“Are [women] deficient in reason? We can only reason from what we know, and if opportunity of acquiring knowledge hath been denied us, the inferiority of our sex cannot fairly be deduced from thence ... I would calmly ask, is it reasonable, that a candidate for immortality, for the joys of heaven, an intelligent being, who is to spend an eternity in contemplating the works of Deity, should at present be so degraded, as to be allowed no other ideas, than those suggested by the mechanism of a pudding, or the sewing [of] the seams of a garment?” - JUDITH SARGENT MURRAY (1790)

Vocabulary Terms

  • homogeneous
  • coverture
  • non-entities
  • Republican Motherhood
  • executor of a will
  • benign neglect
  • autonomy

Standards

  • National Standards for U.S. History: Era 3 1754–1820s
    • Standard 2: The impact of the American Revolution on politics, economy, and society
  • National Curriculum Standards for Social Studies:
    • Theme 2: Time, Continuity, and Change
    • Theme 6: Power, Authority, and Governance
    • Theme 10: Civic Ideals and Practices

Background 15-30 min.

Have students read Handout A: Background Essay: Life in Early America and answer the questions.

Warm-up 10 minutes

  1. Read aloud some or all of following statements one at a time, adding your own that may better capture student interest. Sources for the more recent statements are provided at the end of the lesson. Begin with statements that are obviously describing cultures from the past. Do NOT indicate when you move to statements describing present-day. Do not read aloud the parenthetical note giving the location/time period; that information is provided for teacher background.
    For each one, briefly ask students how they would judge that society based on that information.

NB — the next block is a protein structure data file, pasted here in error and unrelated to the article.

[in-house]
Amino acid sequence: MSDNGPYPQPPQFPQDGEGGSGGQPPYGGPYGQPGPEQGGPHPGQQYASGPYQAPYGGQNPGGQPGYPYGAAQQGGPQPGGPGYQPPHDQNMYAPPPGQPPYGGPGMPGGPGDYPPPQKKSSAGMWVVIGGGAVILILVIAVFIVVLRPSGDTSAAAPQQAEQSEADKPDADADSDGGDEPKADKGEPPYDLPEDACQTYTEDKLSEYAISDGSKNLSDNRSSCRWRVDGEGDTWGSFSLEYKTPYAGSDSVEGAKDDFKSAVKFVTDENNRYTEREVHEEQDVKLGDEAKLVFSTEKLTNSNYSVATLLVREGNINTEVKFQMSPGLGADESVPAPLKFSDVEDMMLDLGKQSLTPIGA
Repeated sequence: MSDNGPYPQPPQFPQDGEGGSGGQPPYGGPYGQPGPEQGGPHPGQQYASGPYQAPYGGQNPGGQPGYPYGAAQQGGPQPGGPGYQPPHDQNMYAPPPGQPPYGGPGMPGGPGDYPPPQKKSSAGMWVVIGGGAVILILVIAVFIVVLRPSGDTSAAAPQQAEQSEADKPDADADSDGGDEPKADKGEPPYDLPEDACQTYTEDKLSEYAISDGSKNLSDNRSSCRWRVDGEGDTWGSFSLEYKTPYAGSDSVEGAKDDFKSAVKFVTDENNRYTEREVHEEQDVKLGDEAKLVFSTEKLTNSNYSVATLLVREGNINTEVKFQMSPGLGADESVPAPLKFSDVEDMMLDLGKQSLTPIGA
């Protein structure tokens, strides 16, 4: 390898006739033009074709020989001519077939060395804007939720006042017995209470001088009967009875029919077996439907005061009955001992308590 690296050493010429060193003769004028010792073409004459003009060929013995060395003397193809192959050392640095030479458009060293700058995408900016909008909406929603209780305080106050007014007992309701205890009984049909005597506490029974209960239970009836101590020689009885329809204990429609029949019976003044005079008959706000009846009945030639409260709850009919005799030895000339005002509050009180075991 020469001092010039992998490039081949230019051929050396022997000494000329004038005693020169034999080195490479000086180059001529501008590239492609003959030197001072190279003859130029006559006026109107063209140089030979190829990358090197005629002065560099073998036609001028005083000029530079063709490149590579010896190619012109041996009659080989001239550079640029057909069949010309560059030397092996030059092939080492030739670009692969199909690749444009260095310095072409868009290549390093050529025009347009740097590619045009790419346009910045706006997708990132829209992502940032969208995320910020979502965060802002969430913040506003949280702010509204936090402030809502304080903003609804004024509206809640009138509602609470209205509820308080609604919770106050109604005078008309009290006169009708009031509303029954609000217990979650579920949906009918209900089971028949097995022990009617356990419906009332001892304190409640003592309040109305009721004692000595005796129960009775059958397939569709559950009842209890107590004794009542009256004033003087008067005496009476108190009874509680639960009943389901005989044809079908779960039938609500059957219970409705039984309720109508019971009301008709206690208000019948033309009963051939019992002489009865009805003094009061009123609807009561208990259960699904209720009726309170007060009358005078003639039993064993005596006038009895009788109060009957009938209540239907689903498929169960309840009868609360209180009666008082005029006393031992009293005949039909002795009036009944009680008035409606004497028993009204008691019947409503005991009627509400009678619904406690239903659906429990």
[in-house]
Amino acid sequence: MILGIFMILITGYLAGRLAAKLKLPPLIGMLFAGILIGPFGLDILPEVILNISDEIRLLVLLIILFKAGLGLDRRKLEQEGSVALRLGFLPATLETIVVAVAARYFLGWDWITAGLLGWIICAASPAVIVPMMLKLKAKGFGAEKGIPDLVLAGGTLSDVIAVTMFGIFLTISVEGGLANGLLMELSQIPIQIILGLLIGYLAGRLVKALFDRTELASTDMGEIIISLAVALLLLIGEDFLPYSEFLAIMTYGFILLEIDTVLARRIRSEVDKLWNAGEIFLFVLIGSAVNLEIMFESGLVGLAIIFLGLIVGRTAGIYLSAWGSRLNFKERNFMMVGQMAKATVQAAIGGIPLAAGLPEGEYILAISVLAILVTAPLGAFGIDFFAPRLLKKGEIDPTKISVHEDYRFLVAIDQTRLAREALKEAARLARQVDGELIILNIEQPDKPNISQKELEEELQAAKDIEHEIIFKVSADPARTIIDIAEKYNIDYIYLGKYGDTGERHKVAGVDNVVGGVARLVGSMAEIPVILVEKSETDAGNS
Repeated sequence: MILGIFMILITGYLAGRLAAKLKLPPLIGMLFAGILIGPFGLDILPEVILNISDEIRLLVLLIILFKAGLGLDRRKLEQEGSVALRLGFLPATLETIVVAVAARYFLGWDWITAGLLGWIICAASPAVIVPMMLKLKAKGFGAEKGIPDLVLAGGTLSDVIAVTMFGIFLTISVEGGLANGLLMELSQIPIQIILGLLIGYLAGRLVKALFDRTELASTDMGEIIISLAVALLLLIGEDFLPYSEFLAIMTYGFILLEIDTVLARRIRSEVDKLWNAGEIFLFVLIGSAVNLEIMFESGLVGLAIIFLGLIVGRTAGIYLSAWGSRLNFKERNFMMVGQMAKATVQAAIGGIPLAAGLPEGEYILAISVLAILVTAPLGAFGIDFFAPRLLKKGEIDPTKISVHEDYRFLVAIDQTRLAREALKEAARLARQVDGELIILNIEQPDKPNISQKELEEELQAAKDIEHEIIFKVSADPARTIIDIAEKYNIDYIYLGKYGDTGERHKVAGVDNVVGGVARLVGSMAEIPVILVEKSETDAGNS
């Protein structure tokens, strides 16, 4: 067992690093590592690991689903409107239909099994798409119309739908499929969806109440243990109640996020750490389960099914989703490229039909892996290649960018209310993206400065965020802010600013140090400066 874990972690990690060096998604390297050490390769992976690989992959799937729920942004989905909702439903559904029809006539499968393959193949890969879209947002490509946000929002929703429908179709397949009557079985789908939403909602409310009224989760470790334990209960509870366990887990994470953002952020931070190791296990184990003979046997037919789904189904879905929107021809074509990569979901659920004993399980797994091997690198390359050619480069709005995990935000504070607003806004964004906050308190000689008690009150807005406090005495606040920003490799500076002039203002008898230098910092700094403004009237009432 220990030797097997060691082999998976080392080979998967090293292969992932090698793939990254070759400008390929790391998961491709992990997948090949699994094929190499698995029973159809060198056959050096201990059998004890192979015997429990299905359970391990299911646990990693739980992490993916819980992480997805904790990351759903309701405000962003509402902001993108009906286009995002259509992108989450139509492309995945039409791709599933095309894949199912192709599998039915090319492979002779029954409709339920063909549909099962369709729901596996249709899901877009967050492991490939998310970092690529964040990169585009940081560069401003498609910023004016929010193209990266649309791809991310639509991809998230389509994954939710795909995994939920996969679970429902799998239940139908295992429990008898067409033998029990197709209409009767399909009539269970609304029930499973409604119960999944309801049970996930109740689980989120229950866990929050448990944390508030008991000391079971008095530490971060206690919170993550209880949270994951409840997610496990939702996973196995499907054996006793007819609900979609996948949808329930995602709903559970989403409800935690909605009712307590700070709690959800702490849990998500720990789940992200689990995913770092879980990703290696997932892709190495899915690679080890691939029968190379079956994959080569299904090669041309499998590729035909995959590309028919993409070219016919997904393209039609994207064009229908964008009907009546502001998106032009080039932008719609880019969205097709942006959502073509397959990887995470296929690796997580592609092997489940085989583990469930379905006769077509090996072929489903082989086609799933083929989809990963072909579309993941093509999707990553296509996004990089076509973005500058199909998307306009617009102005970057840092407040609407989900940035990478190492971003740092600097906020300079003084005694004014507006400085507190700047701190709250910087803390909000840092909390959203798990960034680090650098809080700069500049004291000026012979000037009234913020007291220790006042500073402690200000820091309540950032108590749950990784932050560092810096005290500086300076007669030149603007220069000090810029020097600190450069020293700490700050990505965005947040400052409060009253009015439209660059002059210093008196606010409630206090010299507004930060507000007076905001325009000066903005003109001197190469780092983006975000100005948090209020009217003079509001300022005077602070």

• A society routinely allows unwanted babies to die of exposure. (ancient Rome, others)
    • A society keeps human beings as slaves. (Ancient Greece, Egypt, Rome, China, and most of the world for most of human history, including the United States through 1865)
    • A society hangs people accused of witchcraft. (colonial New England)
    • A society allows young children to work long hours in hot, dangerous factories. (19th century U.S. and many other parts of the world today)
    • A society requires separate schools, travel accommodations, water fountains, and bathrooms for people of color than for whites. (Jim Crow era U.S; South Africa under apartheid)
    • A society does not allow women to travel without a male guardian. (Saudi Arabia, present day)
    • A society reports eliminating Downs Syndrome because all the women carrying fetuses with the chromosomal abnormality choose an abortion. (Iceland, present day).
    • A society keeps young people, from the ages of 6-18, mostly sitting at desks inside for a majority of their day. (U.S., present day)
    • A society imposes the death penalty for people of color at a higher rate than for white criminals. (U.S., present day)
    • A society has more than 6,000 reported cases of human trafficking. (U.S., 2017)
    • A society throws away 133 billion pounds of food a year even though people struggle with food insecurity both within that country and around the world. (U.S., present day)
  2. Explain that this was an exercise on historical thinking and humility, and the importance of not judging people of the past by modern standards. Why might certain practices still exist today, even though the overwhelming majority of people know they are wrong? Lead students to understand that even when people identify a wrong (i.e. slavery in the 1800s), that does not mean the practice will be immediately eradicated. It is easy to judge people of the past, but it requires humility to realize one’s own society is guilty of allowing injustices to continue. People like to think they would be the lone voice of reason standing against injustice.